Drowsy Driving Facts & Tips
Drowsy driving crashes are obviously under reported. In Nebraska from 2015 to 2019, a total of 1,577 fatigued/asleep crashes were reported of which 11 were fatal and 669 involved injuries.
The National Highway Traffic Safety Administration (NHTSA) estimates that in 2017, over 91,000 police-reported crashes involved drowsy drivers. These crashes led to over 41,000 injuries and 795 deaths.
Signs of Driver Fatigue
- Inability to focus eyes and keeping head up, eyelids feel heavy
- Yawning and rubbing eyes
- Wandering and disconnected thoughts
- Drifting within the driving lane, missing signs or exits
- Turning up radio and/or rolling window down
- Slower reaction time
Drowsy Drivers at Risk
- Business travelers who frequently cross time zones
- Commercial drivers who drive many miles and drive at night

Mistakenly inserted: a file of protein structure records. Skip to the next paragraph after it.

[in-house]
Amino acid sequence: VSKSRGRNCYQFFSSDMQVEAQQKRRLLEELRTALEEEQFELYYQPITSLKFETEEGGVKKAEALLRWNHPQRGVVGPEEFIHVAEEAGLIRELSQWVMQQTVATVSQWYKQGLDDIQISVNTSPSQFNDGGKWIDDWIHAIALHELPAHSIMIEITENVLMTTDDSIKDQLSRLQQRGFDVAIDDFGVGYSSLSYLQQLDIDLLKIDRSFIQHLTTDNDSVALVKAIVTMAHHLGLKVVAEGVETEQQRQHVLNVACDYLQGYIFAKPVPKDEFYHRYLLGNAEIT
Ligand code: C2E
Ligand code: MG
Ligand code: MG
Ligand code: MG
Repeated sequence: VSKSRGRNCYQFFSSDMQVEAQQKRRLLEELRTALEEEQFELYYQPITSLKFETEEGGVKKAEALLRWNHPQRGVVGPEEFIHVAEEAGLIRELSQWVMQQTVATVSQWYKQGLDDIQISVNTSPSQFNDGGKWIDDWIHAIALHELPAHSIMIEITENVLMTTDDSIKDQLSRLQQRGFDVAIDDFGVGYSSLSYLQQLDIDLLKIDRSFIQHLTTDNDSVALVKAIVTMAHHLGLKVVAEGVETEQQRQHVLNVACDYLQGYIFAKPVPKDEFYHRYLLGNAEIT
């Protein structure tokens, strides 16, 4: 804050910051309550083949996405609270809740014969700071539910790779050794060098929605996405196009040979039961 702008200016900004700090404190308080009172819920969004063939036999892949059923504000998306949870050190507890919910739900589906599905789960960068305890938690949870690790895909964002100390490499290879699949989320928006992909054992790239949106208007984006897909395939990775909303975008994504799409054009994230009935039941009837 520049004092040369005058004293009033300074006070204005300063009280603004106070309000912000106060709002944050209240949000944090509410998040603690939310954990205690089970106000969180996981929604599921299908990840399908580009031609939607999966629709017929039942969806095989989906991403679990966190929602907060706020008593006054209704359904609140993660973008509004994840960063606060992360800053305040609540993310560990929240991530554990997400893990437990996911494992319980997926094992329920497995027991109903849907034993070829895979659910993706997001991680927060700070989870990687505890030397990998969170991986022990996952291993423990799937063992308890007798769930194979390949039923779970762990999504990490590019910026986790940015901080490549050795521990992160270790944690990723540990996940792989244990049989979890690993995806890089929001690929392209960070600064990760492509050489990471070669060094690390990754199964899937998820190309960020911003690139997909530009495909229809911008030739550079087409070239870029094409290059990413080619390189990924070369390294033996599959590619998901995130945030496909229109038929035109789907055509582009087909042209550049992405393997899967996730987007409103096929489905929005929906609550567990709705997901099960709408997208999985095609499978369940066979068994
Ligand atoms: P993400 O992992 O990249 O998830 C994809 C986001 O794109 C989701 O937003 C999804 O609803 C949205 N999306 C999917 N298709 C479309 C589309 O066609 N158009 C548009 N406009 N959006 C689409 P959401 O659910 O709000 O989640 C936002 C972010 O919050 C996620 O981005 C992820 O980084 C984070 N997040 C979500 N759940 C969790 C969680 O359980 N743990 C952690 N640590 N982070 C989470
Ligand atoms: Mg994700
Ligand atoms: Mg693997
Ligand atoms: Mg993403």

- Young drivers, especially males 16-25 of age
- Shift workers, working nights or rotating shifts or working more than one job
- Individuals with untreated sleep disorders
Recommendations to Help Prevent Driver Fatigue
- Get regular exercise and healthy balanced diet
- Aim for seven or eight hours of sleep
- Avoid driving alone when possible
- Take breaks every two hours or 100 miles
- Avoid alcohol and medication that may impair
- Keep driver’s area cool and ventilated
- If necessary, pull over and take a power nap no longer than 15 – 20 minutes
- They often occur late at night, in the early morning and mid-afternoon.
- They are likely to result in serious injury or death.
- Crashes usually involve a single vehicle leaving the roadway.
- Crashes occur on high speed roadways.
- Crashes often involve a driver traveling alone.
- There is no evidence of braking.
- Asleep At The Wheel – A National Compendium of Efforts To Eliminate Drowsy Driving – NHTSA
- Drowsy Driving, NHTSA
- Wake Up Call! Understanding Drowsy Driving and What States Can Do
- Drowsy Driving, The National Road Safety Foundation, Almost Home (four compelling true stories pain the drowsy driving profile)
- Drowsy Driving, CDC